George Zimmerman's defense lawyers announced Tuesday they're withdrawing from the case, citing ethics and a series of alleged actions by their former client, taken without their knowledge or consent, Reuters reports.
"We have lost contact with him," attorney Craig Sonner told reporters at a news conference in Sanford, Fla., where Zimmerman shot and killed unarmed teenager Trayvon Martin in February.
Zimmerman, who has not been charged and remains in hiding, claims Martin's killing was justified because it was self-defense. His lawyers said Tuesday they stand by Zimmerman's claim, but then explained why they could no longer represent the 28-year-old neighborhood watch captain.
George Zimmerman's lawyers, Craig Sonner and Hal Uhrig, said they last spoke with Zimmerman by phone on Sunday.
The next day, Zimmerman launched a website to raise money for his legal defense and living expenses, since he is no longer employed and cannot find work.
Zimmerman also allegedly telephoned Special Prosecutor Angela Corey's office on Tuesday, one day after the office announced it would not use a grand jury to decide whether to charge Zimmerman. The prosecutor's office declined to speak with Zimmerman without his lawyers, and promptly informed Sonner and Uhrig, Reuters reports.
Finally, Zimmerman also allegedly called Fox News host Sean Hannity for an "off-the-record" conversation, Sonner and Uhrig said. They do not know what was discussed.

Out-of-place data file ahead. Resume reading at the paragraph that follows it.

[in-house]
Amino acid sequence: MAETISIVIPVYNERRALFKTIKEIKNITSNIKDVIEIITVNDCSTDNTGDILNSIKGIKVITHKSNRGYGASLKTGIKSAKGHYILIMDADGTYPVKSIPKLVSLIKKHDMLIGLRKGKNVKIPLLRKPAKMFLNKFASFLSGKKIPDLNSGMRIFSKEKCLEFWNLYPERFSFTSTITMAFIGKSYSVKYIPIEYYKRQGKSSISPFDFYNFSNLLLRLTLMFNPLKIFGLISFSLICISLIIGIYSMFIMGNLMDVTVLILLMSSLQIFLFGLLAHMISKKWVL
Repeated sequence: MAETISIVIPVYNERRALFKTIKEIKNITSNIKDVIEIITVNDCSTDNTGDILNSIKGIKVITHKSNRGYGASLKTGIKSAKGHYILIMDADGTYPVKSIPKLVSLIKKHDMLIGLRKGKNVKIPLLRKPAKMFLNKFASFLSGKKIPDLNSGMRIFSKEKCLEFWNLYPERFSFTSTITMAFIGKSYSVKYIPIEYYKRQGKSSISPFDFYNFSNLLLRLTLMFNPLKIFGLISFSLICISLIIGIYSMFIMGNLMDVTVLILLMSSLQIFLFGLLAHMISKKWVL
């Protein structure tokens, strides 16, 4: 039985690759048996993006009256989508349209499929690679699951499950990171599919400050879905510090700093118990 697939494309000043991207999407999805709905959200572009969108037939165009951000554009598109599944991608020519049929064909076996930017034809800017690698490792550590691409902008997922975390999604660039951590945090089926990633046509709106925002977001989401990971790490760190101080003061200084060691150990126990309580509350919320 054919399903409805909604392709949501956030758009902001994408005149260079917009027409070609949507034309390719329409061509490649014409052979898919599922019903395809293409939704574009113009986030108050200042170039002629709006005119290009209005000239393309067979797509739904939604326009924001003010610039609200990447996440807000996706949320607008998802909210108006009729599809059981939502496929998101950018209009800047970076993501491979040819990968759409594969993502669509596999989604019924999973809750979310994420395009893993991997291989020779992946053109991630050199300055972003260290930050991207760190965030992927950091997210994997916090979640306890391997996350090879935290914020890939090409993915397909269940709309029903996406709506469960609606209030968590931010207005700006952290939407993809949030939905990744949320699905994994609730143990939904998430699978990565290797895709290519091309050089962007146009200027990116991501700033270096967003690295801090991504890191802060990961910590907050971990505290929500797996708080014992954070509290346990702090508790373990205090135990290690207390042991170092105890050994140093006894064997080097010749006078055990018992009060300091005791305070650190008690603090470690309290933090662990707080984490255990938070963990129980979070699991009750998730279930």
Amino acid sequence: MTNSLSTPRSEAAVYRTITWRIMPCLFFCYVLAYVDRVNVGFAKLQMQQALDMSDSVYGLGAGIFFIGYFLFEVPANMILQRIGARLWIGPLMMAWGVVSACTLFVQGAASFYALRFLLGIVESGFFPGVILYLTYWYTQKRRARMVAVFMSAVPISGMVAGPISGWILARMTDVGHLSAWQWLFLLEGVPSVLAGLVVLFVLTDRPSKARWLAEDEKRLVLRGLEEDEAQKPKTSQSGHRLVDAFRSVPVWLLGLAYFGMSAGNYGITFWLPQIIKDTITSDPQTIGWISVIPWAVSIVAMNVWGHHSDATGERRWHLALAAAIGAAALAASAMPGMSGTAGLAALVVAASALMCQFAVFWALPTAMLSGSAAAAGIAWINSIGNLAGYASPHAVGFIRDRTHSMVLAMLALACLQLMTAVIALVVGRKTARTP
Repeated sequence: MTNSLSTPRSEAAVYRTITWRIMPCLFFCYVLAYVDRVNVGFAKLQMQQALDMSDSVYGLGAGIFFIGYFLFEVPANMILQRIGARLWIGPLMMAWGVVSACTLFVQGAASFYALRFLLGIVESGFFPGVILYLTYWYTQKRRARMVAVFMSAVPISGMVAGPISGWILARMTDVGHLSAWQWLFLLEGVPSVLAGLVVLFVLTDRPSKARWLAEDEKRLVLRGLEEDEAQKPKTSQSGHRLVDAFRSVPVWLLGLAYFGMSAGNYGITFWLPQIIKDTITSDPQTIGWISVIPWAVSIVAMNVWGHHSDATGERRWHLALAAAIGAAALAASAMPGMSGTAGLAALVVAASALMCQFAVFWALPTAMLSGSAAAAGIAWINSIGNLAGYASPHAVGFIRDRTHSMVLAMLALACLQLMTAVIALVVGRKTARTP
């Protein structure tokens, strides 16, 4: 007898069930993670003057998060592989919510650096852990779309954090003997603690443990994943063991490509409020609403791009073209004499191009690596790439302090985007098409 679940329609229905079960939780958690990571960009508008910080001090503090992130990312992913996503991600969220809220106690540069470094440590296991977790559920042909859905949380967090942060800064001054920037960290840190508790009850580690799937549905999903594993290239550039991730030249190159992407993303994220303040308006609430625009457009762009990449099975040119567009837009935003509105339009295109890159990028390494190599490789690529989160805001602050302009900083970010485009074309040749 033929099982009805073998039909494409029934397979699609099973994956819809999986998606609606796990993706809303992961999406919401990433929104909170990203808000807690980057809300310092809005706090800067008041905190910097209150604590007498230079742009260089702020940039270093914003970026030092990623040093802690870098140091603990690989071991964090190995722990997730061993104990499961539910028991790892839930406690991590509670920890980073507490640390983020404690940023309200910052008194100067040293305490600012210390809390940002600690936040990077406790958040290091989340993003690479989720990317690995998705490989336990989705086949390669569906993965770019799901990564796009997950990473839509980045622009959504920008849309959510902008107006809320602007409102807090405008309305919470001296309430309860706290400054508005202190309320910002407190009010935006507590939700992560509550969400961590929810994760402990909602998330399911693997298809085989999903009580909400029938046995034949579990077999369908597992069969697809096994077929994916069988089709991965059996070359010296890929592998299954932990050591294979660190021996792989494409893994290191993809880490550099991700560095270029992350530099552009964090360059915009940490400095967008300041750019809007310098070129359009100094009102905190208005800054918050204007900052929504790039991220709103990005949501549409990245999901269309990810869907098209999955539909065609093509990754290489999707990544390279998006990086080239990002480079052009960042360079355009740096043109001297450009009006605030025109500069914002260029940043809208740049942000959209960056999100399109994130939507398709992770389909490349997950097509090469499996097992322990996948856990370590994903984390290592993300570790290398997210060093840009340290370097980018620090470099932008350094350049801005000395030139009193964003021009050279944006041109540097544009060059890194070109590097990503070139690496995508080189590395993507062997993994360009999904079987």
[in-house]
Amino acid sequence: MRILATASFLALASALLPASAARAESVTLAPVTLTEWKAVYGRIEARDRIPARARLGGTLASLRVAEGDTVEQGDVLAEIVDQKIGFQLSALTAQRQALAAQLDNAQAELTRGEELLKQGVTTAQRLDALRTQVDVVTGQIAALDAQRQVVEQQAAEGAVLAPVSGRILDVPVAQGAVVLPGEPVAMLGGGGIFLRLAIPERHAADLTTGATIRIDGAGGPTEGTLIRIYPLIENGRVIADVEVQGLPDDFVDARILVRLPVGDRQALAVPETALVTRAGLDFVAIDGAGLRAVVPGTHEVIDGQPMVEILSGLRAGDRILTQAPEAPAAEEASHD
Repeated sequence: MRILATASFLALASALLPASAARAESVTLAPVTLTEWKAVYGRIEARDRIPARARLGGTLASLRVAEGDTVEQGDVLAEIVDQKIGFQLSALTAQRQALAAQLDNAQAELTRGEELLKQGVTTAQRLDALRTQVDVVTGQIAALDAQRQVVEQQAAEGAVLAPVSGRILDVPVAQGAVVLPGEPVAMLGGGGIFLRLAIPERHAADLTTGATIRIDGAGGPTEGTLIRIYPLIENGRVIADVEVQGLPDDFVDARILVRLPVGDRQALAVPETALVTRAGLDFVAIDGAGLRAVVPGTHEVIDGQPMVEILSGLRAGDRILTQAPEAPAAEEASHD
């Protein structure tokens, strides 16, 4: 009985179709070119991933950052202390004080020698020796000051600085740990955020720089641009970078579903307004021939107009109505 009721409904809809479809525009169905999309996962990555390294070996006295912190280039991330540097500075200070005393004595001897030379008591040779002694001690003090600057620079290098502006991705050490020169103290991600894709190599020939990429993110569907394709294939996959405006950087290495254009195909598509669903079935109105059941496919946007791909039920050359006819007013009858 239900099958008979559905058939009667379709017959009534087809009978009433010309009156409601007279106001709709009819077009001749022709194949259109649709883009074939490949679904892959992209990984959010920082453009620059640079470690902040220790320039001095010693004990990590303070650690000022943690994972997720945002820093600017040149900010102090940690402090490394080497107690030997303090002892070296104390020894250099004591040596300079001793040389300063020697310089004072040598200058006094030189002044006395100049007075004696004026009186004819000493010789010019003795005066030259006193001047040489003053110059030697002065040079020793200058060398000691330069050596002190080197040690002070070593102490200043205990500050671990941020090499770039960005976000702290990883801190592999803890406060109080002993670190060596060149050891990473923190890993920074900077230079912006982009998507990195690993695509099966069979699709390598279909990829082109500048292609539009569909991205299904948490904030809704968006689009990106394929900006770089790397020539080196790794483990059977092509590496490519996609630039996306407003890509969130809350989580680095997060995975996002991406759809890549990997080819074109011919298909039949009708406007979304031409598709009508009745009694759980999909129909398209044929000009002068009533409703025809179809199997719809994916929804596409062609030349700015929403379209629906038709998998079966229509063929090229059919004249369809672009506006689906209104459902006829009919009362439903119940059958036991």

Sonner cited ethical concerns in withdrawing as Zimmerman's lawyer. Under Florida's Rules of Professional Conduct, a lawyer may withdraw if "the client insists upon taking action that the lawyer considers repugnant, imprudent, or with which the lawyer has a fundamental disagreement."
There are also situations in which a Florida lawyer must withdraw. They include when a client engages in criminal conduct, or when a lawyer is too physically or mentally impaired to do her job.
Again, Zimmerman hasn't been charged with a crime. But if proceedings had already commenced against him, his lawyers likely would have needed the court's permission to withdraw. In the end, it's the judge's decision.
Attorneys Craig Sonner and Hal Uhrig said they may represent George Zimmerman again, if he asks them to. But Zimmerman has not returned their calls, text messages, or emails. "He's gone on his own. I'm not sure what he's doing or who he's talking to," Sonner said, according to the Associated Press.
- George Zimmerman's attorneys withdraw from Trayvon Martin case (MSNBC)
- Is George Zimmerman's New Website a Good Idea? (FindLaw's Strategist)
- Trayvon Martin Prosecutor Won't Use Grand Jury (FindLaw's Blotter)
- Guide to Hiring a Lawyer (FindLaw)